Look Both Ways! Ensuring Road Safety in Economic Development News Feed

Through the windshieldRoad projects that aid development in poor countries can also lead to an increase in traffic deaths. But, as noted in “Reinventing the Wheel” (The Economist, January 25–31) those deaths can be minimized by devoting a portion of road budgets to safety.

When evaluating transportation and infrastructure projects for aid agencies, Nathan Associates takes into account safety concerns. We examined driver and pedestrian safety in a November 2009 study assessing the environmental impact of improvements to Moldova's M2 highway (Sarateni—Soroca—Unguri), a projected supported by the Millennium Challenge Corporation. The study, noting the ''alarming'' level of traffic accidents in Moldova, reviewed the road design for its effect on reducing accident rates, especially for pedestrians.

Safety was an ''urgent issue'' because the M2 highway passes through several villages. Traffic signs and lights were lacking, and major concerns included ''the safety of children, women, street vendors, and pedestrians at large." The project design emphasized physical interventions that caused drivers to slow down. The study found that the design provided for adequate signs, speed limits, and protection at crossings, to name a few measures, and concluded that the project’s potentially significant threat to safety had been reduced to “less-than-significant.''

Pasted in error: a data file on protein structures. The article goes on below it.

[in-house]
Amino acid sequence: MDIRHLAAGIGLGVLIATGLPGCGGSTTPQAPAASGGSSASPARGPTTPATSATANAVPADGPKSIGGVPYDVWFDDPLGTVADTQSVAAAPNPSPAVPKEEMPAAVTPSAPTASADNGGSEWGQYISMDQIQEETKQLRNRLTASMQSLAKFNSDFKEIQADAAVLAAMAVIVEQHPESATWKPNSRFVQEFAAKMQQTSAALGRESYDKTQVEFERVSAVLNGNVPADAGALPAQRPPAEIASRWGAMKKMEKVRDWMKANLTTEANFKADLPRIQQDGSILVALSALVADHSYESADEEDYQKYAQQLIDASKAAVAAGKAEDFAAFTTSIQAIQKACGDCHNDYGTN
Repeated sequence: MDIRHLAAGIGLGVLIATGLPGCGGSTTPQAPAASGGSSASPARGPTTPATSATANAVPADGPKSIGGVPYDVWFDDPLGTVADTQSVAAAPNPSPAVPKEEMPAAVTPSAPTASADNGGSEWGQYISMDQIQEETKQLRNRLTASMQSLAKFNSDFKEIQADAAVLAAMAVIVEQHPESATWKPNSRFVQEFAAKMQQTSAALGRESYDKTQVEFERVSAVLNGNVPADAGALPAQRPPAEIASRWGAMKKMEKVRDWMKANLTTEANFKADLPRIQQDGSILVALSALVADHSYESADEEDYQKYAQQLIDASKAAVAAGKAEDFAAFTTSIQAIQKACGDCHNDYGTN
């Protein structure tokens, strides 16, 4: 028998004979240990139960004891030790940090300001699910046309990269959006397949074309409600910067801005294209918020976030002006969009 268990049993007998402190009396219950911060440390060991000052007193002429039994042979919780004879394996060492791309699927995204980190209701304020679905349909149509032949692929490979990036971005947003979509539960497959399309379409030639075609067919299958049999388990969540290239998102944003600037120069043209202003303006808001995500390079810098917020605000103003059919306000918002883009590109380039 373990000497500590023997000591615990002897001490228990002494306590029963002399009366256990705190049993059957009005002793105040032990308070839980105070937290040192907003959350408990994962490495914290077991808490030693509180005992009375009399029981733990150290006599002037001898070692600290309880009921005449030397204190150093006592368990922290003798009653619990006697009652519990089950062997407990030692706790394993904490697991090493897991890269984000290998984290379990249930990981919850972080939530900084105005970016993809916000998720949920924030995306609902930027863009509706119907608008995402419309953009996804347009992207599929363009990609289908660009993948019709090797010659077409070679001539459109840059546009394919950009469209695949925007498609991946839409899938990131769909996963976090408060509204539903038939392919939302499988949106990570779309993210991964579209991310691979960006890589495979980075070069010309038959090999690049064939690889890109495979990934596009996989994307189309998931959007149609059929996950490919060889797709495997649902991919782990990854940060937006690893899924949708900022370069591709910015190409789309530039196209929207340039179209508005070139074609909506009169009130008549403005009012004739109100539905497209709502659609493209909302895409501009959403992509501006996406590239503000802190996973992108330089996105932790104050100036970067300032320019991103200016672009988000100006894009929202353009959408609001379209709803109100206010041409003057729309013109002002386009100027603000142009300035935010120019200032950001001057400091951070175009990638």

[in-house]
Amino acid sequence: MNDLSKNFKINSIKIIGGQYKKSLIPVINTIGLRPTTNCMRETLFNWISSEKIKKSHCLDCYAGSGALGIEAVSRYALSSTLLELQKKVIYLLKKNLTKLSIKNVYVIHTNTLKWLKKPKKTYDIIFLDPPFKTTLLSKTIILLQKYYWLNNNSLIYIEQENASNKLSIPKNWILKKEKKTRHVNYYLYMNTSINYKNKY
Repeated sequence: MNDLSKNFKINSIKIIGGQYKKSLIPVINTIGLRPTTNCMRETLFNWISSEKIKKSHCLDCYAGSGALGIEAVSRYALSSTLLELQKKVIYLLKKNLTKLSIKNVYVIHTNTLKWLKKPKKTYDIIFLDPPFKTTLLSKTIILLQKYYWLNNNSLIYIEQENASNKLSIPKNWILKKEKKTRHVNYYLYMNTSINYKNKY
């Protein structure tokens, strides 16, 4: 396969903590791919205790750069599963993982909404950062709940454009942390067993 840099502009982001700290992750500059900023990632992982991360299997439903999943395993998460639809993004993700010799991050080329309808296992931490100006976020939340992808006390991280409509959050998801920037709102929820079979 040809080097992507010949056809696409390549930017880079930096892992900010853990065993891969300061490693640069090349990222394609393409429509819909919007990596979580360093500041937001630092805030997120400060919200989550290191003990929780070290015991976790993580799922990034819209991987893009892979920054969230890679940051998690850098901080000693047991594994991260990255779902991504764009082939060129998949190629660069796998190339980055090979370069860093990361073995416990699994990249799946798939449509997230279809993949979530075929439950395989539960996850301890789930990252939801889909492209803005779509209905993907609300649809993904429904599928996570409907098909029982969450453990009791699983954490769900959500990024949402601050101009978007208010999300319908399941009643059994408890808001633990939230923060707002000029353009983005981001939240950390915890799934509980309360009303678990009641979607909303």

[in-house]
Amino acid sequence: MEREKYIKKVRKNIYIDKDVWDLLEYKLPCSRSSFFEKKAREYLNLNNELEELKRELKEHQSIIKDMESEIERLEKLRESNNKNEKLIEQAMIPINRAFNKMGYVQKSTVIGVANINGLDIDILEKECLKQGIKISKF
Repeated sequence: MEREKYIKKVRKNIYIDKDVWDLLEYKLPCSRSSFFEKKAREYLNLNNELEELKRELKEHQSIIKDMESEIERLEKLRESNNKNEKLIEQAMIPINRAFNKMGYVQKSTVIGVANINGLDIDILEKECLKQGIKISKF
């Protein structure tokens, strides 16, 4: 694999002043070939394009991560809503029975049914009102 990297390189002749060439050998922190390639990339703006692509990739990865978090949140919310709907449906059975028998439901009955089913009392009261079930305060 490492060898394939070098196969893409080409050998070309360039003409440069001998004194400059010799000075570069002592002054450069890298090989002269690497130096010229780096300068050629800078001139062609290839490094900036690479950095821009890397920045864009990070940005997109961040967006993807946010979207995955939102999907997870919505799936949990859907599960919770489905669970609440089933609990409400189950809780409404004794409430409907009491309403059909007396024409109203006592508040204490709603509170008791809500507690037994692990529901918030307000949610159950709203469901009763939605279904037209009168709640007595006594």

Overloaded trucks threaten human safety in addition to damaging roads. Our recent USAID-sponsored corridor diagnostic study and action plan of transportation in East Africa and South Sudan called for a strategy to control overloads and recommended spending on weighbridges (truck scales), regulatory changes to penalize transport companies (not only drivers), and road maintenance. A 2006 study on privatizing Malawi's passenger bus service said Malawi had ''a disproportionate number of accidents in comparison to its vehicle population'' and, according to sources interviewed for the study, concluded that enforcement of the Road Traffic Act was hampered by corruption as well as a lack of resources.

Nathan Associates has expertise in infrastructure economics and planning, covering facilities, logistics, and regulatory environments for ports, airports, road, and rail transport, as well as water systems and telecommunications in developing countries. Carlos Espíndola, a certified professional engineer on Nathan's staff, coordinated the Moldova study.

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